Animal-rights activist gets two years in prison for campaign against fur industry

An animal-rights activist accused in a cross-country fur-industry vandalism and mink-liberation campaign has been sentenced to two years in prison.

Joseph Buddenberg pleaded guilty in February to a charge of conspiracy to violate the Animal Enterprise Terrorism Act, a federal law passed in 2006 that criminalizes “damaging or interfering with the operations of an animal enterprise.”

A codefendant, Nicole Kissane, pleaded guilty to the same charge.

The two were arrested in July 2014, charged with participating in a concerted campaign against the fur industry in the summer and fall of 2013 that totaled some 40,000 miles in covert travel before it was over.


One of the early targets: Furs by Graf in San Diego’s Kearny Mesa neighborhood.

The store was spray-painted with the words “killer” and “murder,” its windows etched and acid sprayed into the shop, according to court records. The vandalism caused an estimated $30,000 in damage, court records say.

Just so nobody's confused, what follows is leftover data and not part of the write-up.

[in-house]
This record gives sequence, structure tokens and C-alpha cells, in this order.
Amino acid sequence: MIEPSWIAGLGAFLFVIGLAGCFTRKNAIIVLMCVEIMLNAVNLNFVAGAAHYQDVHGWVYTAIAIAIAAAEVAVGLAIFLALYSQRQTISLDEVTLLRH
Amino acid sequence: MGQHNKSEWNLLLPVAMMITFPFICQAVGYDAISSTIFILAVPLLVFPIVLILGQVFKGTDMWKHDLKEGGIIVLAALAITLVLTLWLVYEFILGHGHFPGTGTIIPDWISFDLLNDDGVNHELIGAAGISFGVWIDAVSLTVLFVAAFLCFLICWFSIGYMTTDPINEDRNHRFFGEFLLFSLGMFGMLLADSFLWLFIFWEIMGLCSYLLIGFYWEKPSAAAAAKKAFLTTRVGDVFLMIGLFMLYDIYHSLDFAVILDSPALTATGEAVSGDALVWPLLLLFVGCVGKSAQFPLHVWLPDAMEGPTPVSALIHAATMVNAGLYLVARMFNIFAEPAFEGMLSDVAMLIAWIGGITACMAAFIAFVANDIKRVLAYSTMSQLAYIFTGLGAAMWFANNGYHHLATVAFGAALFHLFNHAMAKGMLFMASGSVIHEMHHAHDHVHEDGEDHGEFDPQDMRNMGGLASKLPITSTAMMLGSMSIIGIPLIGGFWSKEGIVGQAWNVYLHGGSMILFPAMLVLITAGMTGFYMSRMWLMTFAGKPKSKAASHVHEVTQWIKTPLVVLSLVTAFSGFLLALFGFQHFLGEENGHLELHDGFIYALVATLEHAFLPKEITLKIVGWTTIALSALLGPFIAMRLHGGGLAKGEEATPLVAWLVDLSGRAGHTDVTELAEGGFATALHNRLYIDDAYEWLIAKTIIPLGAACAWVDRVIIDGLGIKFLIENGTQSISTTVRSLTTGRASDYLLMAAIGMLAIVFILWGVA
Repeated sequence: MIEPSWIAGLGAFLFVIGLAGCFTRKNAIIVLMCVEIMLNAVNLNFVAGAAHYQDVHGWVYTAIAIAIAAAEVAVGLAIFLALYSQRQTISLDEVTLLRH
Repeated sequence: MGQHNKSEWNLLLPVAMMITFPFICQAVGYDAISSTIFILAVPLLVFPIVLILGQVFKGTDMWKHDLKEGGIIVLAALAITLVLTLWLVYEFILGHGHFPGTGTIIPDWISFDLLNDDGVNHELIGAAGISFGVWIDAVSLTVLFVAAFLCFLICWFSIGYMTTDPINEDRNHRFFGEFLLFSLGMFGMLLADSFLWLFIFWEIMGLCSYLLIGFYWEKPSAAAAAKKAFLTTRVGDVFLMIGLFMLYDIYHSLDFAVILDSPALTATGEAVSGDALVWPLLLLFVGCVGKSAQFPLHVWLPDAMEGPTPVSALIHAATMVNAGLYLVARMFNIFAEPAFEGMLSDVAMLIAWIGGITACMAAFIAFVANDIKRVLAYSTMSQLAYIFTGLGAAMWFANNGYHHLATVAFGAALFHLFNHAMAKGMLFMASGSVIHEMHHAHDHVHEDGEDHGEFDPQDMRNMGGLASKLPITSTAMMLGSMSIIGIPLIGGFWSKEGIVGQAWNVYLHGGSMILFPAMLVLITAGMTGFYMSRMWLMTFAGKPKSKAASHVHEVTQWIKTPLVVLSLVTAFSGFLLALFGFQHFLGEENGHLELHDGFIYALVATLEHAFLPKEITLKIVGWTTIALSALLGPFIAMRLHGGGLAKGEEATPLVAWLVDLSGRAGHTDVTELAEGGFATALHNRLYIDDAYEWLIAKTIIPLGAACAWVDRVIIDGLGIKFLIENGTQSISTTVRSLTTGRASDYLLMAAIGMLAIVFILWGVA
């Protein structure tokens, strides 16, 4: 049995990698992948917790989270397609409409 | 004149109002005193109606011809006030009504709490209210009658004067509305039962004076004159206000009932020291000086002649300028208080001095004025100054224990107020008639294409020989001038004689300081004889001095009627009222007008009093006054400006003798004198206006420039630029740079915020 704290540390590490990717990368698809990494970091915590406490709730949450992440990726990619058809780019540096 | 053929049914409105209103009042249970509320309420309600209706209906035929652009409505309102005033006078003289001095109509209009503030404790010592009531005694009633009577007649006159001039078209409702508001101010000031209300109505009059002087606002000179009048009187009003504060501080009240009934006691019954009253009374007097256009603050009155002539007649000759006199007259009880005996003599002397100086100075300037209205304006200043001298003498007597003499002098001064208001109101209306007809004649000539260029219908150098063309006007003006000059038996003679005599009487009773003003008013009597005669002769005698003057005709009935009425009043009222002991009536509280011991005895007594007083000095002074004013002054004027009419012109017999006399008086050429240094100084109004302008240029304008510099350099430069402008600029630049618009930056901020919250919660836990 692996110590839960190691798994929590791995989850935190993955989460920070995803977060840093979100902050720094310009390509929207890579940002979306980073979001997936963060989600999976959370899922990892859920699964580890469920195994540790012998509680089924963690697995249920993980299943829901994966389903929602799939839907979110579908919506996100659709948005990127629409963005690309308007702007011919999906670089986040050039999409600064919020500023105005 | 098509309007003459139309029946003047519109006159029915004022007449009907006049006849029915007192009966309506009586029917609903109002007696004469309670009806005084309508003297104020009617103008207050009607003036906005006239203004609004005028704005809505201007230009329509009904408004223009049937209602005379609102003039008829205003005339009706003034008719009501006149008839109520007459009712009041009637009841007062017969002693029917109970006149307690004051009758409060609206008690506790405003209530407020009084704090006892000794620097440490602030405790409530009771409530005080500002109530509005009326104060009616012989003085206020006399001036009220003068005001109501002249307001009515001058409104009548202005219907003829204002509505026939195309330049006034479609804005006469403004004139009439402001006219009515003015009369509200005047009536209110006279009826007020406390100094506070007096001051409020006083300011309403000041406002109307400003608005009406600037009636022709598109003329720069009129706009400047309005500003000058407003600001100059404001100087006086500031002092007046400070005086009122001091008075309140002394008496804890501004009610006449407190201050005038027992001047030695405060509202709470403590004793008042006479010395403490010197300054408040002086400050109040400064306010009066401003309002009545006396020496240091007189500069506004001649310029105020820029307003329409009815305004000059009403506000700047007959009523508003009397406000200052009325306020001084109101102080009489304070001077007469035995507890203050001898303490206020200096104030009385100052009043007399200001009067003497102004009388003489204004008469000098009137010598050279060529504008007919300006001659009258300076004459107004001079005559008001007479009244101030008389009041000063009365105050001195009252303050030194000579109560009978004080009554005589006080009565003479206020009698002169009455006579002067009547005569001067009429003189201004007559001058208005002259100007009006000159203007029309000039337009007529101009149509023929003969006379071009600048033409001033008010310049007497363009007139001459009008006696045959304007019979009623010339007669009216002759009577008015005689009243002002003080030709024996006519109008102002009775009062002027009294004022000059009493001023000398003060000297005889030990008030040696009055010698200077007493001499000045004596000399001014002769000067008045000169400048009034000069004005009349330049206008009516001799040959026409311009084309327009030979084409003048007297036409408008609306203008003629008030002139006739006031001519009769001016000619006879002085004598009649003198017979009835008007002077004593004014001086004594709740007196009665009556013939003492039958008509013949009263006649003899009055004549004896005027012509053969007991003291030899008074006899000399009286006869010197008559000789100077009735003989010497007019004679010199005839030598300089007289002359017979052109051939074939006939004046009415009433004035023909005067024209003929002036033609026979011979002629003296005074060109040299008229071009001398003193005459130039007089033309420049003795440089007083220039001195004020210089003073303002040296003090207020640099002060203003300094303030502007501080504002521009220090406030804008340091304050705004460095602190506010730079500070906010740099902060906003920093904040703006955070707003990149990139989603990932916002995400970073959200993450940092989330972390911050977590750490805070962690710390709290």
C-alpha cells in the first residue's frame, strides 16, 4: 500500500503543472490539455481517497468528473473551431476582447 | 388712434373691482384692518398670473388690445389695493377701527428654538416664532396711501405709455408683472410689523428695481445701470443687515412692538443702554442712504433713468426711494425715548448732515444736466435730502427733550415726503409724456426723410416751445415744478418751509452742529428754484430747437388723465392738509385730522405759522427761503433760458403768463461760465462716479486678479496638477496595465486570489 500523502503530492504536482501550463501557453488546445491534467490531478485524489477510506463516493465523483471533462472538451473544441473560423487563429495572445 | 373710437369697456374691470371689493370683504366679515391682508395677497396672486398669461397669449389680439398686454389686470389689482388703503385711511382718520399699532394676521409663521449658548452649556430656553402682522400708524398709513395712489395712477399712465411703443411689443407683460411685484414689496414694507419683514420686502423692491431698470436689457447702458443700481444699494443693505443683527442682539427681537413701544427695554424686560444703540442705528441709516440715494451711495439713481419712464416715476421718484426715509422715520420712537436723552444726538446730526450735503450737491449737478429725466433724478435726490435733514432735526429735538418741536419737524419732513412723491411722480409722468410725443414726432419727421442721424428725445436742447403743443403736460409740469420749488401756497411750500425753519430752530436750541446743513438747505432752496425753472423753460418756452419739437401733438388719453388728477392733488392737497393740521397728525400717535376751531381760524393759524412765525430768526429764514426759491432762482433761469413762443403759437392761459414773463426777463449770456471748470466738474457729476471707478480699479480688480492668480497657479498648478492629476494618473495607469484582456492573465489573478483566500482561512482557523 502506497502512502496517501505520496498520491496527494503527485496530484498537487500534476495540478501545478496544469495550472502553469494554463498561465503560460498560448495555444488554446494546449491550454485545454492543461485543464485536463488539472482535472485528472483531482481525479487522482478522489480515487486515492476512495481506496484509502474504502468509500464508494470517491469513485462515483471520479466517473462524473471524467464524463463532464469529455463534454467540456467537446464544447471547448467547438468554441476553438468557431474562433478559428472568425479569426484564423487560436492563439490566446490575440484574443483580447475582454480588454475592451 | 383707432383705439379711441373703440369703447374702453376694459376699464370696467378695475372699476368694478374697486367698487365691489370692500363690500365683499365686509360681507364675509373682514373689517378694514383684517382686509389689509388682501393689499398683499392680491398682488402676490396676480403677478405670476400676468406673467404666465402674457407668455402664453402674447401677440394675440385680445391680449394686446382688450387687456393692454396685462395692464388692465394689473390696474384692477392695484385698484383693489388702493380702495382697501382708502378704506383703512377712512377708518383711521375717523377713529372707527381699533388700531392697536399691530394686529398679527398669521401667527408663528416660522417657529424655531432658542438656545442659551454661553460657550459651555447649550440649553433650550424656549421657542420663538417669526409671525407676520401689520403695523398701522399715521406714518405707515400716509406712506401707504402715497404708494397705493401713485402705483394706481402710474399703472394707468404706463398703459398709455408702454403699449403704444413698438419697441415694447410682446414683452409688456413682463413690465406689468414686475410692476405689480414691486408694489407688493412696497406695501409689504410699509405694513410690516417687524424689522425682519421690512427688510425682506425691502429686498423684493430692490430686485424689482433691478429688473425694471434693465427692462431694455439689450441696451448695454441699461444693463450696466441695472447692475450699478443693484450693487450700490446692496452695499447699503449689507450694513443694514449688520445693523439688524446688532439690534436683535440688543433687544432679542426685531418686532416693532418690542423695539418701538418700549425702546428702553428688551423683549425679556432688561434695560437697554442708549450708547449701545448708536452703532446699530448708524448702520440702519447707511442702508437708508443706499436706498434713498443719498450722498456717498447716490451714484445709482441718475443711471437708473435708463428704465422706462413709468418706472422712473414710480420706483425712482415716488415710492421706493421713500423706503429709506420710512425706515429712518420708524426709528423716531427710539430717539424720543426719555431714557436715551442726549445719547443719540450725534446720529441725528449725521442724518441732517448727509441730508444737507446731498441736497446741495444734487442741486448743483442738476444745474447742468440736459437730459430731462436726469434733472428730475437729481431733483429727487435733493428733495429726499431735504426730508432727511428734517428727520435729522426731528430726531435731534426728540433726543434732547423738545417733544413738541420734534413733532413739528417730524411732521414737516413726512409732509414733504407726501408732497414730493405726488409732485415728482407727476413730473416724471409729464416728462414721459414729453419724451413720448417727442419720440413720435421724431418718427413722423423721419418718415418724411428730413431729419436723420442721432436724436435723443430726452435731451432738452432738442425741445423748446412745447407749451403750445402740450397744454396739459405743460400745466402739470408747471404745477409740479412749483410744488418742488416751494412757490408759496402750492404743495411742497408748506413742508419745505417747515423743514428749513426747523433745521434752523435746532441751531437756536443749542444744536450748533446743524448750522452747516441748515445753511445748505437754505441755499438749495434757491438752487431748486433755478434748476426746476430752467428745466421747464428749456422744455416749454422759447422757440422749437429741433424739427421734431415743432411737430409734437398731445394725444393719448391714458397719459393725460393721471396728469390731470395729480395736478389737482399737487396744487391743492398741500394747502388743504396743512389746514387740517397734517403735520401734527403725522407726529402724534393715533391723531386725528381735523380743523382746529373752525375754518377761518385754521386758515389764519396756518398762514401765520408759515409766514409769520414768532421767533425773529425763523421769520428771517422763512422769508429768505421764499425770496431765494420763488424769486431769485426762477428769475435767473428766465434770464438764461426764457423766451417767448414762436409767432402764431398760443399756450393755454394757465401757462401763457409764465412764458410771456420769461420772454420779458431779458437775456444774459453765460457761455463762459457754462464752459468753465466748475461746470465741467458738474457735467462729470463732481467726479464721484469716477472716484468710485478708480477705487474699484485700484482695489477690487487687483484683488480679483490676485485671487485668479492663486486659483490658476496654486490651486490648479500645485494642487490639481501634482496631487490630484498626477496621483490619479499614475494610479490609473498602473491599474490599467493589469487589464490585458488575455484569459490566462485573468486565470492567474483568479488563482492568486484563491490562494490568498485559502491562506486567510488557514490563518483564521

The homes of the store’s owners also were vandalized.

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Subsequent to that incident, the Buddenberg and Kissane were accused of releasing 1,800 mink from a ranch in Idaho, 2,000 from a ranch in Wisconsin, 500 from a ranch in Iowa and 1,000 from a ranch in Pennsylvania.

They also were accused of gluing the locks of animal-related businesses in the San Francisco Bay Area, slashing the tires on several trucks of a meat distributor and breaking windows of a market there.

Prosecutors said the two carefully planned their actions and avoided detection by using cash only, not using phones while on the road and using encrypted emails. In all, prosecutors said, Buddenberg and Kissane caused hundreds of thousands of dollars in damage and losses.

At sentencing Monday, U.S. District Judge Larry Burns ordered Buddenberg to pay restitution of $398,272 to be shared with Kissane.


Kissane is scheduled to be sentenced next month.

Moran writes for the San Diego Union-Tribune



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